Robert Isom, American Airlines’ new CEO, wants everybody to know that they will be able to depend on the airline this summer. In fact, a high level of reliability will be what sets American apart from other airlines, he explains.
“People really need to feel like they have control of their itineraries, and we give them control by making sure they get to where they want to go on time,” Isom told pilots during a company town hall, according to Simple Flying. “I just can’t be any more blunt about it than that. Other airlines are really struggling.”
In early 2022, Hopper, which tracks prices for flights and hotels, reported that the average cost of a round-trip domestic flight was $235, according to The New York Times. Now, however, air fare has climbed 40 percent, to $330. Furthermore, Adit Damodaran, an economist at Hopper, said ticket prices could rise another 10 percent by the end of May, The Times reports.
Interestingly, rising fares don’t seem to dampen demand. For instance, last Friday, the TSA screened more than 2.3 million people, according to CNBC. While that number is still down about 10 percent for the same weekend in 2019 — before the Covid-19 pandemic — it is up 57 percent from last year, CNBC notes.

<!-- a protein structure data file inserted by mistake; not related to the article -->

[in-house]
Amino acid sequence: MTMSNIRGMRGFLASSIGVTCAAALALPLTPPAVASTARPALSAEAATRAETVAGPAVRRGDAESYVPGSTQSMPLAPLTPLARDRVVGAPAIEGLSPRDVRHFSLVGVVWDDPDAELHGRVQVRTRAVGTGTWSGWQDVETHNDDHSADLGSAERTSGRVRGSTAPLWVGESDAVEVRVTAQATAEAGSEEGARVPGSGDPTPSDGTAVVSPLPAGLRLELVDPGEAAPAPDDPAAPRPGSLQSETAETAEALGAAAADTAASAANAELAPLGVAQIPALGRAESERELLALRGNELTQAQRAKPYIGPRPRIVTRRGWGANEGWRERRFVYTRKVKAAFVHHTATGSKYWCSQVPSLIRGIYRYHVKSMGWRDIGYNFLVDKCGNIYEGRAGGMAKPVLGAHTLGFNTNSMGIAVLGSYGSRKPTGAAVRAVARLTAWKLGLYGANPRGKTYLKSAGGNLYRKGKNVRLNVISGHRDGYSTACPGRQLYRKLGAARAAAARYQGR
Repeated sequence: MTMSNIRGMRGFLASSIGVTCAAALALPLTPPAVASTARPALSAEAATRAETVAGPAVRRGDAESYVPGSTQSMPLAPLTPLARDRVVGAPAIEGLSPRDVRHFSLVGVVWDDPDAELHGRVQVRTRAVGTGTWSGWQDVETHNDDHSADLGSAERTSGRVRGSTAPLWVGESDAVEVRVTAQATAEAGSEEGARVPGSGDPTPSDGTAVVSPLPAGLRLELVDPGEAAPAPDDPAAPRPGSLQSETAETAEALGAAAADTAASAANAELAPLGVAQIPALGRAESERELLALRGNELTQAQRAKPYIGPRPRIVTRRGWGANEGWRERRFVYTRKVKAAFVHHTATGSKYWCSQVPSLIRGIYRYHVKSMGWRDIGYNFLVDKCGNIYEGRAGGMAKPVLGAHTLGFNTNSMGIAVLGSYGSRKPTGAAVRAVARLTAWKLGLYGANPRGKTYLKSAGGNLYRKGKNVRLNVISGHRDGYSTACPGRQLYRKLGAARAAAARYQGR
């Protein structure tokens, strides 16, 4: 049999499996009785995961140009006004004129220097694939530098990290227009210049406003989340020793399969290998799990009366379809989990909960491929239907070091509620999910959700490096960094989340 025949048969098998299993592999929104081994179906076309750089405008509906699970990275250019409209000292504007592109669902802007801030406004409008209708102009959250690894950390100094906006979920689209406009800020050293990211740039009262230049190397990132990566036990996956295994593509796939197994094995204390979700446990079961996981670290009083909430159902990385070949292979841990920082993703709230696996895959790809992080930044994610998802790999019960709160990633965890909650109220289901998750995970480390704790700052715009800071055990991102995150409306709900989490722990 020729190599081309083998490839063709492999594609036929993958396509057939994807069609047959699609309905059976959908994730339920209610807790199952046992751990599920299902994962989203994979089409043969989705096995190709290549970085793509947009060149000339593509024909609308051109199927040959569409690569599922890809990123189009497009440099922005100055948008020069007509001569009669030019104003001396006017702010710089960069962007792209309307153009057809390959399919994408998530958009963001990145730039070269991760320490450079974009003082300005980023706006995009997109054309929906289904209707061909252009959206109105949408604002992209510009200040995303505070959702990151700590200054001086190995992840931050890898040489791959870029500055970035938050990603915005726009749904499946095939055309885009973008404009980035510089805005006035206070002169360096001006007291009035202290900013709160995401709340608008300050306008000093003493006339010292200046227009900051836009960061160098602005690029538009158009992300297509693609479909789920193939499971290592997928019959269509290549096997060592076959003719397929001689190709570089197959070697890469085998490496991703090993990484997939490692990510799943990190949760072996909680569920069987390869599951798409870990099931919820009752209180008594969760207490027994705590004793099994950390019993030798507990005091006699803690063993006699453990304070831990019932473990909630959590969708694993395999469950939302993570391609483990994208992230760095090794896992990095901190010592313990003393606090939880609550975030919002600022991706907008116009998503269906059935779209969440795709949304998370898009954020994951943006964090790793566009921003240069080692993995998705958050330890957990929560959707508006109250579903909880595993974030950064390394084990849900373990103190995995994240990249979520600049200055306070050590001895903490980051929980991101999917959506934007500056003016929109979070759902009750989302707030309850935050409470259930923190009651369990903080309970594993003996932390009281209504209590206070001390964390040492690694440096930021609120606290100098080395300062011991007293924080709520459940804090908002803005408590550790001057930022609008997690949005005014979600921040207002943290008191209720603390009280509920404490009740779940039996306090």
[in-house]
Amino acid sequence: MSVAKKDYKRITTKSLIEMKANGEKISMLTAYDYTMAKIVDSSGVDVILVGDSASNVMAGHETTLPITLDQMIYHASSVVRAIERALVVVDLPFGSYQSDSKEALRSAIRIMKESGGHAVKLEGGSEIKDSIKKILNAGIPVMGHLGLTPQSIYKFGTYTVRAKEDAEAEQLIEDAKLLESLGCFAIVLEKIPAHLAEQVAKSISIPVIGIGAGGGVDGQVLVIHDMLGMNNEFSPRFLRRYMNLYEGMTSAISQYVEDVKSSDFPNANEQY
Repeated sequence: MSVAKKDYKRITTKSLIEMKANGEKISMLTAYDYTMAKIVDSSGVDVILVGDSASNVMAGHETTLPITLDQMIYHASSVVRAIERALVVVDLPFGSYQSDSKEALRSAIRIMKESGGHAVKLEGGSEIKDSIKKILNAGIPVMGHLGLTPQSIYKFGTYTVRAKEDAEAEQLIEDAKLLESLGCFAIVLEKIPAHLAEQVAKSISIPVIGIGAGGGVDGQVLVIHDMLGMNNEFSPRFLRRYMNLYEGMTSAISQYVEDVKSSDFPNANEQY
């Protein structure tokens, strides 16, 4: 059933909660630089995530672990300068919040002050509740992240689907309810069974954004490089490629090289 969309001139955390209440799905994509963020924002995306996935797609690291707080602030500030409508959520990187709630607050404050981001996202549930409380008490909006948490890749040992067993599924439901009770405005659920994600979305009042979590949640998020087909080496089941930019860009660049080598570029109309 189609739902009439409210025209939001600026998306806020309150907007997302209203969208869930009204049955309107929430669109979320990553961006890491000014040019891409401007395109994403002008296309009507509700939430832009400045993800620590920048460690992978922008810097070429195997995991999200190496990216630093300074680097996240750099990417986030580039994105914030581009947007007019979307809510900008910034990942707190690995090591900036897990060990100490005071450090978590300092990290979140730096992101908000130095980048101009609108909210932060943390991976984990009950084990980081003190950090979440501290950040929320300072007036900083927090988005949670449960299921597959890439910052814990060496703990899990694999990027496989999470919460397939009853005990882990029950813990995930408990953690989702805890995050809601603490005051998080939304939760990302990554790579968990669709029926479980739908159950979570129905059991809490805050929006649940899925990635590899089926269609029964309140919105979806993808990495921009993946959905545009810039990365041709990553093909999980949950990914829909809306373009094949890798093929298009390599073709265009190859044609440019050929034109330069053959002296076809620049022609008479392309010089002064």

“We’re seeing an increase in demand that is really unprecedented,” Delta president Glen Hauenstein said at a JPMorgan investor conference, according to CNN. “I have never seen demand turn on so quickly as it has after [the COVID-19 variant] Omicron.”
The Industry’s Response
The problem is that many airlines urged employees to take buyouts and extended leaves of absence during the COVID-19 pandemic. In the meantime, as was the case in numerous other industries as well, many other employees simply retired.
Consequently, as pandemic-related travel restrictions began to be lifted, and people began flying again, airlines struggled to ramp their operations back up to speed. That, in turn, led to industry-wide flight cancellations and delays due to understaffing.
Airlines are now taking steps to prevent a recurrence of that situation.
For instance, Isom said American now has an adequate numbers of pilots, flight attendants, mechanics, and customer service agents to handle summer travel.
“We’ve brought the schedule to a level that fits the resources that we have,” Isom said, according to CNBC
Likewise, Bob Jordan, Southwest Airlines new CEO, said earlier this year that “We need to get back to the point where you can set your watch by the reliability of our operations.”
To meet that goal, Southwest plans to hire between 8,000 and 10,000 new workers. The airline also has plans to take delivery of an additional 114 aircraft this year.
Finally, taking a different approach, JetBlue Airways has announced it will cut as much as 10 percent of its summer routes to avoid repeats of mass cancellations and delays, CNBC reported. In a similar move, Alaska Airlines has announced it plans a 2 percent capacity cut this spring due to a pilot shortage.
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